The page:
Lack of sleep and health issues

lack of sleep

In the modern day life where time is money, health is always at a risk. Late night parties or computer sessions may leave you sleep deprived, thus reducing your energy to fight diseases. Our body needs rest so it can again work at full pace when you wake up. For humans doctors recommend an 8 hours of sleep. early 60 percent of you log fewer than the seven to eight hours a night that experts say is optimal, according to our recent Self.com poll. Worse, more than 15 percent of you get by on fewer than six.

“Sleep is no different from diet or exercise,” says Carol Ash, D.O., a sleep specialist in Jamesburg, N.J. We know that eating 10 percent more calories a day can add 15-plus pounds to our frame in a year. But we fail to understand that sleeping 10 percent less carries a similar risk for weight gain. In fact, women who sleep five or fewer hours a night are one-third more likely to gain 33 pounds over the next 16 years than those who get seven hours of slumber, the American Journal of Epidemiology reports.

And that’s just for starters. It’s best for our body to cycle through the five sleep stages four or five times a night: The first four stages are key to maintaining healthy metabolism, learning and memory; the fifth (rapid eye movement sleep, or REM) is important for regulating mood and forming emotional memories. Miss a cycle or two and our immune system, heart health, brain function and more can suffer.

Beyond tired

Droopy eyelids and low energy are the least of your worries when you’re sleep-deprived. If you aren’t getting the seven to eight hours that’s ideal, you can seriously compromise your health.

More than eight hours
: Sadly, you can have too much of a good thing. Regularly amassing more than eight hours a night disrupts blood sugar levels, which makes type 2 diabetes a concern, according to findings in the journal Diabetes Care. And sleeping more than nine hours is linked to an increased risk of dying due to any cause, say researchers at the University of California at San Diego and elsewhere, possibly because other health conditions that cause fatigue are a factor.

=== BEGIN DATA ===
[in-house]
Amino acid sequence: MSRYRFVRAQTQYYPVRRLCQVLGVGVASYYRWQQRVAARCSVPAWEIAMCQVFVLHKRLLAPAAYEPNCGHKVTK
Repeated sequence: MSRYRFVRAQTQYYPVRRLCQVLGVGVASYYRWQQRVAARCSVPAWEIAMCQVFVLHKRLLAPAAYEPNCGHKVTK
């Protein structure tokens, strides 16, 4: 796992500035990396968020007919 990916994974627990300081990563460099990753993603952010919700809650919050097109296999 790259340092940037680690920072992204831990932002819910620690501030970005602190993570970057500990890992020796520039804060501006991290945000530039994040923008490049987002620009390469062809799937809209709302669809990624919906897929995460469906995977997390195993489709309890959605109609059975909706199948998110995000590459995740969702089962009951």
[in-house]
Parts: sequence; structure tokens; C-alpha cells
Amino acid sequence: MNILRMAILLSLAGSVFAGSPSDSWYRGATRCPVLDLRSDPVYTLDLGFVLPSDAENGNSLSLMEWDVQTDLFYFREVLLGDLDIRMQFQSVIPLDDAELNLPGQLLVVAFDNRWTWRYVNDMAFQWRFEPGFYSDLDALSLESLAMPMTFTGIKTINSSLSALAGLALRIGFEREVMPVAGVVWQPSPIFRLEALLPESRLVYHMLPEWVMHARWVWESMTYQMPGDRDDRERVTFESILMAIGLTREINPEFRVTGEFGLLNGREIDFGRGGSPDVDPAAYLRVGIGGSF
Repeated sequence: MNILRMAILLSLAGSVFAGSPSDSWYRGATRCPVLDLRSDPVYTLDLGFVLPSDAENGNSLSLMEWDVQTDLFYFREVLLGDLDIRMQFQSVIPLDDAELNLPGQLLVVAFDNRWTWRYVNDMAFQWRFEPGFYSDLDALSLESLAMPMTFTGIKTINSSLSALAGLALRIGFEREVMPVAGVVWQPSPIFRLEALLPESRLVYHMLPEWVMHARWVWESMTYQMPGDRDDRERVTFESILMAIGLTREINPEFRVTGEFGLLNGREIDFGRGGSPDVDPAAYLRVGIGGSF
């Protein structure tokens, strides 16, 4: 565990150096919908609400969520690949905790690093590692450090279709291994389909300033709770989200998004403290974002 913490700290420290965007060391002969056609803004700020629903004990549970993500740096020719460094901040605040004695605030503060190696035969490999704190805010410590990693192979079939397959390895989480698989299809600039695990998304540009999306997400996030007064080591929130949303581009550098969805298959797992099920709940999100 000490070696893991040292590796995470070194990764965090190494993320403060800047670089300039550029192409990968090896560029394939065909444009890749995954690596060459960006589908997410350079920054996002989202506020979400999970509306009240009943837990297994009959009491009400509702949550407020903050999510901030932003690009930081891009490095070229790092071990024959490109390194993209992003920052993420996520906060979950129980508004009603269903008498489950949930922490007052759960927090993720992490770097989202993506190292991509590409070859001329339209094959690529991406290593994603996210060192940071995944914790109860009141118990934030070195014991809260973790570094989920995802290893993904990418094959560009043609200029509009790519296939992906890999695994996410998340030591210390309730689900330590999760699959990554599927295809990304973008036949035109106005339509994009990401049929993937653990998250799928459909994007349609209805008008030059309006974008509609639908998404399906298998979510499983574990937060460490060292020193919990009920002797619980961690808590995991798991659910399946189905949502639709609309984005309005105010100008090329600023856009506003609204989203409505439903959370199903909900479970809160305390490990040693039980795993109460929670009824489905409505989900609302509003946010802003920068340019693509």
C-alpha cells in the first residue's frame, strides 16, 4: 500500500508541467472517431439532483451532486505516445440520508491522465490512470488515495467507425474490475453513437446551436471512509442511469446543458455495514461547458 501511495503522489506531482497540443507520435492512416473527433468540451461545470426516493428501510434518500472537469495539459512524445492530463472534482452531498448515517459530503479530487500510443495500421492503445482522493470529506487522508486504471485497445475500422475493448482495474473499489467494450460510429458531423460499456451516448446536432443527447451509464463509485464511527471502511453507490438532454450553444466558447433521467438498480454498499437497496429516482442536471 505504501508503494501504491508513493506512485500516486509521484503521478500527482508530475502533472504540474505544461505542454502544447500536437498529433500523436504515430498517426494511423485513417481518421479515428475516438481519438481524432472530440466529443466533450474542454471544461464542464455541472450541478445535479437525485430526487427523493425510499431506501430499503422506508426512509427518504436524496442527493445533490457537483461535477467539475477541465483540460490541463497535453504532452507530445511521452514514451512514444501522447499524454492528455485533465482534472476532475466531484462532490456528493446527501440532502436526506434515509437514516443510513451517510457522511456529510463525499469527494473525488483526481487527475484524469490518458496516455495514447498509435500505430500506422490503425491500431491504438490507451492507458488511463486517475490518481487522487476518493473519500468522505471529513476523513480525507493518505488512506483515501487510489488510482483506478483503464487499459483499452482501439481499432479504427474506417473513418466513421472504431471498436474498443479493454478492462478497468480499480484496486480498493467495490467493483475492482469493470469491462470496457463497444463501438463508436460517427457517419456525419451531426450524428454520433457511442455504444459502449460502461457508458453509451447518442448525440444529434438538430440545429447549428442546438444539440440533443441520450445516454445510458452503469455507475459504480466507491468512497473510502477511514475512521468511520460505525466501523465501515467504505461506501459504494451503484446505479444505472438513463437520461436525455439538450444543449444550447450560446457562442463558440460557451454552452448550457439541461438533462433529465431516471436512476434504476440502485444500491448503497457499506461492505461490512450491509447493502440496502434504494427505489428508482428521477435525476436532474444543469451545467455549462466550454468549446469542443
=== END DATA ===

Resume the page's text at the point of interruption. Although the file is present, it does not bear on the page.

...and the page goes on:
Fewer than seven hours: You’re three times more likely to catch a cold if you sleep fewer than seven hours per night than if you get eight, possibly because sleep helps regulate the body’s response to infection. Weight gain also becomes a worry: We produce more of the appetite-promoting hormone ghrelin and less of the satiety-producing hormone leptin when we’re low on sleep.

Six hours or fewer: You may think you function fine on this little sleep, but snoozing six hours or fewer a night for a period of only two weeks will impair your memory, reaction time and general cognition in the same way that staying awake for up to 48 hours straight would, according to a study from the University of Pennsylvania School of Medicine in Philadelphia.

Five hours or fewer: Averaging five hours or fewer of sleep weakens your body’s ability to regulate blood sugar levels, which may double your risk for type 2 diabetes, according to Diabetes Care. And people who sleep five or fewer hours a night are 50 percent more likely to develop high blood pressure than are those who get more than six, possibly due to their elevated levels of the stress hormone cortisol, which strain the heart, the journal Sleep reports.

 

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